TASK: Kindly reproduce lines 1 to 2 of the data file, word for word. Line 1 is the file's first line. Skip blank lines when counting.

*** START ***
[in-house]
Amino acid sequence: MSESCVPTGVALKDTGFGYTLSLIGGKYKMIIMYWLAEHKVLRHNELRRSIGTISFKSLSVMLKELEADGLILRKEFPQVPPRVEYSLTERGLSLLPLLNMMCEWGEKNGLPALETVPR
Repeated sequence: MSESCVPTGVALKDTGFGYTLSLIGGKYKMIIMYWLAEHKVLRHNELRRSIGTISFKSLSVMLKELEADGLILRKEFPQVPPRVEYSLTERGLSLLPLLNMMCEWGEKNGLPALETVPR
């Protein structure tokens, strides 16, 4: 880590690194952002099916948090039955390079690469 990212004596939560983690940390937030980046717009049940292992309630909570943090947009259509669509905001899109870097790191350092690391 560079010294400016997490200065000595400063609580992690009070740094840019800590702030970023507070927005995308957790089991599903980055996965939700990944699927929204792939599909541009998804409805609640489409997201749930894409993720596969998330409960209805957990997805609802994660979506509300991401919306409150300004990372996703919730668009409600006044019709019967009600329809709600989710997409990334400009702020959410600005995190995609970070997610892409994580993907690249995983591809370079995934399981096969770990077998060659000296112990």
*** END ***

[in-house]
Amino acid sequence: MSESCVPTGVALKDTGFGYTLSLIGGKYKMIIMYWLAEHKVLRHNELRRSIGTISFKSLSVMLKELEADGLILRKEFPQVPPRVEYSLTERGLSLLPLLNMMCEWGEKNGLPALETVPR